Saturday, January 10, 2009

Alicia Afterimage- Book Review

When Lee and Low Books contacted me and asked if I’d review a book for them I was glad to do it. Children’s book author Lulu Delacre has written Alicia Afterimage after the death of her daughter, Alicia. Alicia was 16 when she was killed in a car accident. Ms. Delacre interviews Alicia’s friends and wrote this book with their input.

The first thing I did was google Lulu Delacre. And I found out she lives about 15 minutes from my house. And the local library is having an exhibit on this book. Such a small world.

This book is primarily a book for teens about teens grieving the death of their friend. I could see how the process (the interviews and writing of it) would be healing for Alicia’s family, friends, and classmates at school. It is written in 3rd person, which makes the mother seem a little detached, but it also makes for a kind of separation which is probably easier for a grieving teen to read and deal with. A book like this would have been very helpful for my teenage friends and I when we found out a week after graduation our friend Scott Boland had been killed in a car accident. I remember acutely the pain and confusion we felt. And how going to his funeral was the saddest thing I had ever had to do in my 17 years of living.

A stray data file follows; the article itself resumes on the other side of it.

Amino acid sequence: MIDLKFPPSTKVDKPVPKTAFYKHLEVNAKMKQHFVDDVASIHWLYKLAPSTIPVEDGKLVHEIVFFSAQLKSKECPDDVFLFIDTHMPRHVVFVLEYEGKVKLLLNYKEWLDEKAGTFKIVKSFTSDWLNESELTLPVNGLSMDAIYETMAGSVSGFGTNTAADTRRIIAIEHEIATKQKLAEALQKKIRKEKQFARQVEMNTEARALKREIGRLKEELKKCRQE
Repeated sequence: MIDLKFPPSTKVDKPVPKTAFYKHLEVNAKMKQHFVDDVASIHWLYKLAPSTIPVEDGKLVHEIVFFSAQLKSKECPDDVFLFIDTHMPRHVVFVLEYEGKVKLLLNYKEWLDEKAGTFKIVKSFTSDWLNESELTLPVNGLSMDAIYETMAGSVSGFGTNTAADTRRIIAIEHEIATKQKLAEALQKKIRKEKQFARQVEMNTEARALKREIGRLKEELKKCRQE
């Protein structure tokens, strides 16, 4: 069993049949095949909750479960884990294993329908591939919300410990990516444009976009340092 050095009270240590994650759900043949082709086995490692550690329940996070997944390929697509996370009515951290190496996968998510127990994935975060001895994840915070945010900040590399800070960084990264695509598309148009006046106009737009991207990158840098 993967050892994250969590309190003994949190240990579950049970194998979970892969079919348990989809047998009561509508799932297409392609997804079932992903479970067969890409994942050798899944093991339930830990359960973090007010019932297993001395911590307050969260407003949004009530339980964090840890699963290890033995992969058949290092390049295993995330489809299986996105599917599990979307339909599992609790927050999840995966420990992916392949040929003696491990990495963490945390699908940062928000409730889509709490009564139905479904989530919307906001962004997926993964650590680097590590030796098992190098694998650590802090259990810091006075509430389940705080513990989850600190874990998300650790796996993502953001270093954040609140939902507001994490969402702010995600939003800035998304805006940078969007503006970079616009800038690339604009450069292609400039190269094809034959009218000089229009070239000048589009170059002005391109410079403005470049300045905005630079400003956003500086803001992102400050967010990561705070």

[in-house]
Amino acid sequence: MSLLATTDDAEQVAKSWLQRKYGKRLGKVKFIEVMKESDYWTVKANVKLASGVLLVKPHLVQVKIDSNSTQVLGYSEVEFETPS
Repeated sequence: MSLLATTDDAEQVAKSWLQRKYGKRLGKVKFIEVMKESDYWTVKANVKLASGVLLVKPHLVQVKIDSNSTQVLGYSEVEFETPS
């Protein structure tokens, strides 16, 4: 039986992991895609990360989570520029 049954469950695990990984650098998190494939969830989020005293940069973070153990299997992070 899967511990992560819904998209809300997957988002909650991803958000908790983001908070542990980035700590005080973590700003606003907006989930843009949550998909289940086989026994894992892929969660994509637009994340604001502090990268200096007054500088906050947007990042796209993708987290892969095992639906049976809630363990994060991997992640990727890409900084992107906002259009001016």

As I read through the book I noticed that many similar themes with those of us dealing with the death of a smaller child. Seeing or hearing messages from our lost loved ones. Anger- and I was very curious how that would be resolved as to the driver of the car, who was a student at the same school. Not being able to say goodbye. Time too short with our child

And then I came to the final chapter, the perspective of Mama. And was struck once again with the fact that the death of a child is the worst thing a mother can go through. No matter what age the child. And I felt I related to the changes the mother describes.

“She had gone through an event that shattered life as she had known it, and her priorites had shifted…She was no longer afraid of being hurt, for there could not possibly be any pain depper than that of losing a child. Her empathy grew…”

“In time Mama began to recognize the signs of a spiritual connection to Alicia- a ladybug in the most unlikely of places…And more vivid dreams. Mama became acutely aware of all these surprising occurrences that seemed to carry messages. So she began to heed her inner voice: She learned to act on her instincts, following her heart instead of her head.”

I am glad for the chance to review this book. I’m glad I didn’t just discard it as a book for grieving teens. I’m glad to have read it; to again realize that our children are our children and their leaving us too early causes pain that a mother feels no matter how long she has with her child.

Click on the linkto see an interview with this author, Lulu Delacre

I hope today is gentle for you.
peace- emily

1 comment:

Anonymous said...

Sounds like an amazing resource.